Tropical Disturbances to watch in the Atlantic… just in case
There are three disturbances in the Atlantic plus Hurricane Enrique in the Pacific to watch today. The conditions across the Atlantic are not really conducive for development, but a tropical depression out of one or more of the systems can’t be ruled out.
Tropical Disturbance #1: This small area of disturbed weather was born out of an upper-level disturbance with which it is still entangled. As it moves across the Gulf Stream later today and tomorrow, it has a little window of time to develop an organized circulation and be designated a tropical depression or tropical storm by the National Hurricane Center.
The upper-level winds do not appear supportive, and there is dry air in the area, so the odds are low, but residents along the Georgia and Carolina coasts should watch for developments. It does not appear that it could get very strong even if it does develop. The system should be inland by tomorrow night.
Tropical Disturbance #2: This large disturbance is the one we’ve been following since it came off Africa last week. It’s been crawling across the far eastern Atlantic, but is now going to pick up speed as it heads in the direction of the Caribbean islands.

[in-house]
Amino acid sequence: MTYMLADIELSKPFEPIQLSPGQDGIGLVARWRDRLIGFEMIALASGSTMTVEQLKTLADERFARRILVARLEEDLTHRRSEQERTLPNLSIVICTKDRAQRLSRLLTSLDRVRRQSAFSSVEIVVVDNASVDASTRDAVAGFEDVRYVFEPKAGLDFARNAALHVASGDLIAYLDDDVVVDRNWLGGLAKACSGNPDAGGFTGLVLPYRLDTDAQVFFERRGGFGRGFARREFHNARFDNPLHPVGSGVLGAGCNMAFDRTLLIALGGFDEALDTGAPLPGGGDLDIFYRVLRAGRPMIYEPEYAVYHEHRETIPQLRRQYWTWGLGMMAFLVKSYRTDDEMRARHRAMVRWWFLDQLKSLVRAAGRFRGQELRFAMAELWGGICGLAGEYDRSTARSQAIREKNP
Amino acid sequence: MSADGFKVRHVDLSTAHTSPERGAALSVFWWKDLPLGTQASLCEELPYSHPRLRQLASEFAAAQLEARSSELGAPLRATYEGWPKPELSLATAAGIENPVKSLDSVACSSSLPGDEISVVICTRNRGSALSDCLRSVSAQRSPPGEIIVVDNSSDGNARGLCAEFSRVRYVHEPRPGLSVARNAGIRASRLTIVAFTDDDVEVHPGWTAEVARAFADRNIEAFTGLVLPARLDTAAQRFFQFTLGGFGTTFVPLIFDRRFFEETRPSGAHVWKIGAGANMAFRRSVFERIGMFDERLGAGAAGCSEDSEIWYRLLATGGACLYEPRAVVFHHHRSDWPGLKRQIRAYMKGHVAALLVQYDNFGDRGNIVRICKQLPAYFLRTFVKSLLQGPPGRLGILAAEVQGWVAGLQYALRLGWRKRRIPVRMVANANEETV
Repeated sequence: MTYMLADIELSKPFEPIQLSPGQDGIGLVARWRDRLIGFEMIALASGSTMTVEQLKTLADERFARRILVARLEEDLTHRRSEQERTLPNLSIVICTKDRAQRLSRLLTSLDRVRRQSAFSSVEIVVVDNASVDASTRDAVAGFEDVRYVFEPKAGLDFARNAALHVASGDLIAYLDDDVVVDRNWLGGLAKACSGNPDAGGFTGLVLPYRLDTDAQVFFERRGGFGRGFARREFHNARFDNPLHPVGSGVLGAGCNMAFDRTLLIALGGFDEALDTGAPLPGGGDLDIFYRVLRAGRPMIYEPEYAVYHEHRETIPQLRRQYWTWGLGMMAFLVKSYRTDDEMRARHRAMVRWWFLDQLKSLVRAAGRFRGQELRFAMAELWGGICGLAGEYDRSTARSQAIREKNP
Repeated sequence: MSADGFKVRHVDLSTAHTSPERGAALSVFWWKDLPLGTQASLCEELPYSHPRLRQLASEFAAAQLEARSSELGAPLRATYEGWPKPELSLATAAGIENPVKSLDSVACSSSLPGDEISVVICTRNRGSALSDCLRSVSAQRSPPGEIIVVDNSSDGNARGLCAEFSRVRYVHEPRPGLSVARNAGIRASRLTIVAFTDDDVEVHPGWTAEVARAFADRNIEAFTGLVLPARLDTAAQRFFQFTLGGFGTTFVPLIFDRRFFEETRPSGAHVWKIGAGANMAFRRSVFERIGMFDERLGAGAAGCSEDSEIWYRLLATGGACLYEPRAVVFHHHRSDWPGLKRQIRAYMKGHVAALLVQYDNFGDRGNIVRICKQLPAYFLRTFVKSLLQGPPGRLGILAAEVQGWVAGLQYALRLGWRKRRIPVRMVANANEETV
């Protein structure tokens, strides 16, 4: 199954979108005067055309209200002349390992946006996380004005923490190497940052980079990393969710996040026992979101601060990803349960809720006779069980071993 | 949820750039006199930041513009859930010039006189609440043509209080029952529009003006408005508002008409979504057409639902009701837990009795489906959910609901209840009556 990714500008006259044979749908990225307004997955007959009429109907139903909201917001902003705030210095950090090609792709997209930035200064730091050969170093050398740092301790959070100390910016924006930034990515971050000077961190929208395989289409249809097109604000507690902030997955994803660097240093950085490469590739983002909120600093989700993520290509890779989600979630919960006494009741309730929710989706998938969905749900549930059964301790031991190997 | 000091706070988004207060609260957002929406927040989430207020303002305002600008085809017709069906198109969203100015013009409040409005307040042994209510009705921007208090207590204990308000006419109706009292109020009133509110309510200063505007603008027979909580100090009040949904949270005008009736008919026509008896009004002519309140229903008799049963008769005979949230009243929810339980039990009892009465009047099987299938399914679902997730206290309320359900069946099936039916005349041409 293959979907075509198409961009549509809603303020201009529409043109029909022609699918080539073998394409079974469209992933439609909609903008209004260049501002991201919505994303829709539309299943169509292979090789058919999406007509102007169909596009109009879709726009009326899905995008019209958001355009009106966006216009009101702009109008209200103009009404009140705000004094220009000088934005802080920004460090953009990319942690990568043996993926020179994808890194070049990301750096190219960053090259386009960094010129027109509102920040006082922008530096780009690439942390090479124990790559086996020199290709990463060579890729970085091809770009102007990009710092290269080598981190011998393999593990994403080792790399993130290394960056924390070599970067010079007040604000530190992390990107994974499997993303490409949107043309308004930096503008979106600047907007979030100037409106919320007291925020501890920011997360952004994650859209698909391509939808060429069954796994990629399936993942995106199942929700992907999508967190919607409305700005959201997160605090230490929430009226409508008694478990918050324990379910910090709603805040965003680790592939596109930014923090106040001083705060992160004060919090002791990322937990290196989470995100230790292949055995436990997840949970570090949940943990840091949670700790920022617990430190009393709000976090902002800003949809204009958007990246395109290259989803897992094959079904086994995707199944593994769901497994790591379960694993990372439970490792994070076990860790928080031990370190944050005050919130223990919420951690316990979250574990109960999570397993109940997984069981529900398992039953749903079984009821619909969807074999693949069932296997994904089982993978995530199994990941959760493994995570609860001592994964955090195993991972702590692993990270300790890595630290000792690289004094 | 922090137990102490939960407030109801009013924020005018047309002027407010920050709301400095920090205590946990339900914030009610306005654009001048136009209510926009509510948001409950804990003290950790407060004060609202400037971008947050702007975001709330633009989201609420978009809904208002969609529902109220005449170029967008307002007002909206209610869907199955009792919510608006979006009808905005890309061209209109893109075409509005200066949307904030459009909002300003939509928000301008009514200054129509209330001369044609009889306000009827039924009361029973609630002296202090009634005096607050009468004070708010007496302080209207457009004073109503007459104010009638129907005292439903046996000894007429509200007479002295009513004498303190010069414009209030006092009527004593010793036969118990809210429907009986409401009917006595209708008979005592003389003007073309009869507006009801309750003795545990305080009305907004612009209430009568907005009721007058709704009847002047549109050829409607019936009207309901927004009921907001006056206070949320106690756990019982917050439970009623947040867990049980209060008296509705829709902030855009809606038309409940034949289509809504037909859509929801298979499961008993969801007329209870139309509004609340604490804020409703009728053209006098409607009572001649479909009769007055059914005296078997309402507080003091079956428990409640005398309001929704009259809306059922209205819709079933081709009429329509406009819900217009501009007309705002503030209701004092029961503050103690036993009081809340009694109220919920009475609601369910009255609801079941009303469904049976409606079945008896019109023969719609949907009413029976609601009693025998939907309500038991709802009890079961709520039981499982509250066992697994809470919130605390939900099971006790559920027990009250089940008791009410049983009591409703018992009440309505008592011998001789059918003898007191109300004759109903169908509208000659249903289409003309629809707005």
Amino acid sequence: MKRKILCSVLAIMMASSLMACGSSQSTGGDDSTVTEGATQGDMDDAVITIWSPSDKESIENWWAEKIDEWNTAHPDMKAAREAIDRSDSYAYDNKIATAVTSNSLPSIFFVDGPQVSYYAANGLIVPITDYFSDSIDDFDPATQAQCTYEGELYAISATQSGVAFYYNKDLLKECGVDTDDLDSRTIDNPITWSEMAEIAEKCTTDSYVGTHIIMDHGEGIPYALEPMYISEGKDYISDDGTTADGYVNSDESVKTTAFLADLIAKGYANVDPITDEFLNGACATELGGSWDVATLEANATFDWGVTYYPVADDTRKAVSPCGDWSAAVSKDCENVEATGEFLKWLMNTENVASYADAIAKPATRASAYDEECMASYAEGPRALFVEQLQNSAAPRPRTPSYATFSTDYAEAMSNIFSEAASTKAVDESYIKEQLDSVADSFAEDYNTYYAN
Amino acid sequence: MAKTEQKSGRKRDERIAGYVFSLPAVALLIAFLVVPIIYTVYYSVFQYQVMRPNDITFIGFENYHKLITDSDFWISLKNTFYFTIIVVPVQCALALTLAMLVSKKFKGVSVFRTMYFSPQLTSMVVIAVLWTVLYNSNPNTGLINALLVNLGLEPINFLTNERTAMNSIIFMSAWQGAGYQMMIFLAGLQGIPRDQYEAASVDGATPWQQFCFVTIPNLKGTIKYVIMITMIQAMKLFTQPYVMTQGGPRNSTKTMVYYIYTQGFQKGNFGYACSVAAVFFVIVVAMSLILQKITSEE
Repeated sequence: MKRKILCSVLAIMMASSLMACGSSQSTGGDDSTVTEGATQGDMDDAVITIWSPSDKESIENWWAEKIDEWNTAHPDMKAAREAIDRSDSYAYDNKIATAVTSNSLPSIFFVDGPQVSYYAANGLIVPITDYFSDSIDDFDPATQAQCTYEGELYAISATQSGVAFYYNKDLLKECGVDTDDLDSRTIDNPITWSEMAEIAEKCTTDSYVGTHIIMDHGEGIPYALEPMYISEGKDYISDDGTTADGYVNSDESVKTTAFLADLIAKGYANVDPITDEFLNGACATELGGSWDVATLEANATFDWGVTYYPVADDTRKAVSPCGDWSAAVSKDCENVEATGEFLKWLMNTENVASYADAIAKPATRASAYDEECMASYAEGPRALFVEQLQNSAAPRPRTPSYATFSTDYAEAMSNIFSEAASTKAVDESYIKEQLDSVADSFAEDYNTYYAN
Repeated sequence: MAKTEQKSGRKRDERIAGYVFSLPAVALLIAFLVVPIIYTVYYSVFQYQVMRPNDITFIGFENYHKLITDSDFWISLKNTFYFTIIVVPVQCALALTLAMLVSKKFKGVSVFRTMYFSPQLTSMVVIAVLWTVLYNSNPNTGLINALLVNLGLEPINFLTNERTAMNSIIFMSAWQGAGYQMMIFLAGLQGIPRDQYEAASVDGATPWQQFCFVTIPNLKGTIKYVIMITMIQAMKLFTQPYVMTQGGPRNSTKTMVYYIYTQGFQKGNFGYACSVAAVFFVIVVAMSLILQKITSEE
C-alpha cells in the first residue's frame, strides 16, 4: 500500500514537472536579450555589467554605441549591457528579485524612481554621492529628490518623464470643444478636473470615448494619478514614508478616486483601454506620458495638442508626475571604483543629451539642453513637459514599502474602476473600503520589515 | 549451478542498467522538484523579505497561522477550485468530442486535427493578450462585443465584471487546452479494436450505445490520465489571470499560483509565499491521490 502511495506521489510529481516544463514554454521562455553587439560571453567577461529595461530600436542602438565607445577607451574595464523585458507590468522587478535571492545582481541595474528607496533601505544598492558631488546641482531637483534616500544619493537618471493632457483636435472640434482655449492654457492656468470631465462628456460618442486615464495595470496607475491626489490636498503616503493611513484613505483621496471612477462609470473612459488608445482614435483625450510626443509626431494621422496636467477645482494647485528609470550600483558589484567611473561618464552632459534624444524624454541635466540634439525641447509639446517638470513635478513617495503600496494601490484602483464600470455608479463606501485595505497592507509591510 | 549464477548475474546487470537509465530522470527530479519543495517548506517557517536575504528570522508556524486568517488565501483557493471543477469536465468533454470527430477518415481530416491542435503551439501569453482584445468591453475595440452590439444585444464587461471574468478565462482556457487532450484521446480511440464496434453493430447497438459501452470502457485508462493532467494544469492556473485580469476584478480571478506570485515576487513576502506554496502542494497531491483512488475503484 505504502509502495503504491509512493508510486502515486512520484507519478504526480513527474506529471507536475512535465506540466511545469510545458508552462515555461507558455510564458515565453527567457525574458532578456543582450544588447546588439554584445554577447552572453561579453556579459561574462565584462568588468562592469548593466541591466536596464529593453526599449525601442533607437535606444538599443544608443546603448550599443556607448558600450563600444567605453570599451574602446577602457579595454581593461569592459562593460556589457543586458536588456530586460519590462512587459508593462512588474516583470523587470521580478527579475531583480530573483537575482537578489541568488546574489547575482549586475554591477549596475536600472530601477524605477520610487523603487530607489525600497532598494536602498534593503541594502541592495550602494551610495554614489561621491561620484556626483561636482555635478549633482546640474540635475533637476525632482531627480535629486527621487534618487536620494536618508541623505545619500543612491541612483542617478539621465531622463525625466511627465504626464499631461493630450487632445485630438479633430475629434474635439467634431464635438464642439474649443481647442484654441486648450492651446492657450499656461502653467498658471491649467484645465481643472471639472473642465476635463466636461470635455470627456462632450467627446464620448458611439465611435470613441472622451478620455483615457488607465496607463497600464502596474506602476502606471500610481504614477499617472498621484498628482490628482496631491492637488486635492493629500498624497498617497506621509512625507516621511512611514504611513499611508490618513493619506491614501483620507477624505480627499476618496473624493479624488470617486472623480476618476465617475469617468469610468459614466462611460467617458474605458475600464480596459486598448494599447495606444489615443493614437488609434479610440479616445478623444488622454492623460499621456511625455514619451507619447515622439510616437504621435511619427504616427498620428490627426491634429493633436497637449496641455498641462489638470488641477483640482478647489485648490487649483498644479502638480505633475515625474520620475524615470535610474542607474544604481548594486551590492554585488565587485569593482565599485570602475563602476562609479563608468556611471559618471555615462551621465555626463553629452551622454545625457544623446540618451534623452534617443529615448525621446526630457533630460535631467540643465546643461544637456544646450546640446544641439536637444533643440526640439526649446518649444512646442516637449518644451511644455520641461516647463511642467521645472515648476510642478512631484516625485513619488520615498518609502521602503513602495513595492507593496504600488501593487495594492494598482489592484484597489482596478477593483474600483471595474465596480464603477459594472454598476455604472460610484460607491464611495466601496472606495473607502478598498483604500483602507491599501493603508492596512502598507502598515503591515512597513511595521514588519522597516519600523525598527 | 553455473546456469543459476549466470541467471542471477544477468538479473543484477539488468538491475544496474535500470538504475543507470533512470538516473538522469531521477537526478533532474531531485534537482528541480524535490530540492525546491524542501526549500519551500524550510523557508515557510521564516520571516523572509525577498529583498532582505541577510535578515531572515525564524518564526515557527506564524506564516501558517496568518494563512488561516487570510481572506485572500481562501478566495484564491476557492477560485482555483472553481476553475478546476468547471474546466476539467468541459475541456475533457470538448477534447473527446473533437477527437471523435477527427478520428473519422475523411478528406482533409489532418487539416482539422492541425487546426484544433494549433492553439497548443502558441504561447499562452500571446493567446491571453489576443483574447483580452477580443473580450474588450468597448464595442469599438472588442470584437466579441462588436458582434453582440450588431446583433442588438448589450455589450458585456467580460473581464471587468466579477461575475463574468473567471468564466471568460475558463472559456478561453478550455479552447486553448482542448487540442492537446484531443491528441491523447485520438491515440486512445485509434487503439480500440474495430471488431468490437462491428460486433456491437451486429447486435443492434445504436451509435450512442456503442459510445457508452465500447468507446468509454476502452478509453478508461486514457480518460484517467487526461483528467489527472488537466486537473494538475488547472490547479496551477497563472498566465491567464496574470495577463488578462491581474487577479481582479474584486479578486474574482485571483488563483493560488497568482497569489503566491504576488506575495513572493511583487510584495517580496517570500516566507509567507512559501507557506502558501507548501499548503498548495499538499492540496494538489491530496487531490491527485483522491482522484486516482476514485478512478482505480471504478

The disturbance is plowing into dense Saharan Dust, which has rotated into the circulation. This combined with coolish ocean waters provide a somewhat hostile environment for organization and intensification, so any developments are expected to be slow, if they occur at all.
The National Hurricane Center is still giving the system a low chance of development over the next 5 days as it heads toward the Caribbean.
Note that the yellow area on the Potential Development Areas map is not a cone in the traditional sense, even though it kind of looks like it. The idea is that the system is most likely to develop somewhere in that area, if it develops at all over the next 5 days. On the current schedule, it will arrive at the islands around Wednesday.
The somewhat hostile conditions should keep it from getting very strong very quickly, even if it can gain some organization.
Tropical Disturbance #3 is just coming off Africa. Nothing is organized yet, but the long-range computer forecast models show it trekking across the tropical Atlantic over the next week. It’s going to encounter the somewhat cool ocean-water temperatures in the east Atlantic, of course. But Disturbance #2 might clear out a bit of the dust. We’ll see. Nothing has developed yet.
In the Pacific, Hurricane Enrique is tracking north just offshore of the central Mexican coast. The worst of the weather is forecast to avoid land, but fringe effects including gusty winds and potential mudslides could affect the coastline, including near the Puerta Vallarta area, over the next day or two.